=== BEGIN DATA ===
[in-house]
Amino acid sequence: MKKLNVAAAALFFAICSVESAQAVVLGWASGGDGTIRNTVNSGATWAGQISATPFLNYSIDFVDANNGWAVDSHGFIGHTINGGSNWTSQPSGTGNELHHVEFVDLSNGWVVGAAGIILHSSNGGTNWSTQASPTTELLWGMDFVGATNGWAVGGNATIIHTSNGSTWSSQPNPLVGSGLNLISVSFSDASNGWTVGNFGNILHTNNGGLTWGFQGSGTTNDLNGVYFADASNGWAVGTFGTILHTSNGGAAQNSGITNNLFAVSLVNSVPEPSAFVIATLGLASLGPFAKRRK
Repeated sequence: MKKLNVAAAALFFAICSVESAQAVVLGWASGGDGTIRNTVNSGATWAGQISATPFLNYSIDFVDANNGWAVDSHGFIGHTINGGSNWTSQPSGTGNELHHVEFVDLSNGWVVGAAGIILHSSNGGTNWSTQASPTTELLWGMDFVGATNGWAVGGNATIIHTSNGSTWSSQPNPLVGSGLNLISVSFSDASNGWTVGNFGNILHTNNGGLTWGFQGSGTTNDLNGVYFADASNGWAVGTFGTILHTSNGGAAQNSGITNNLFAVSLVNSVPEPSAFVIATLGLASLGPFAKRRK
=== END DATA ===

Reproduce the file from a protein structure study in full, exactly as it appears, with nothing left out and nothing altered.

[in-house]
Amino acid sequence: MKKLNVAAAALFFAICSVESAQAVVLGWASGGDGTIRNTVNSGATWAGQISATPFLNYSIDFVDANNGWAVDSHGFIGHTINGGSNWTSQPSGTGNELHHVEFVDLSNGWVVGAAGIILHSSNGGTNWSTQASPTTELLWGMDFVGATNGWAVGGNATIIHTSNGSTWSSQPNPLVGSGLNLISVSFSDASNGWTVGNFGNILHTNNGGLTWGFQGSGTTNDLNGVYFADASNGWAVGTFGTILHTSNGGAAQNSGITNNLFAVSLVNSVPEPSAFVIATLGLASLGPFAKRRK
Repeated sequence: MKKLNVAAAALFFAICSVESAQAVVLGWASGGDGTIRNTVNSGATWAGQISATPFLNYSIDFVDANNGWAVDSHGFIGHTINGGSNWTSQPSGTGNELHHVEFVDLSNGWVVGAAGIILHSSNGGTNWSTQASPTTELLWGMDFVGATNGWAVGGNATIIHTSNGSTWSSQPNPLVGSGLNLISVSFSDASNGWTVGNFGNILHTNNGGLTWGFQGSGTTNDLNGVYFADASNGWAVGTFGTILHTSNGGAAQNSGITNNLFAVSLVNSVPEPSAFVIATLGLASLGPFAKRRK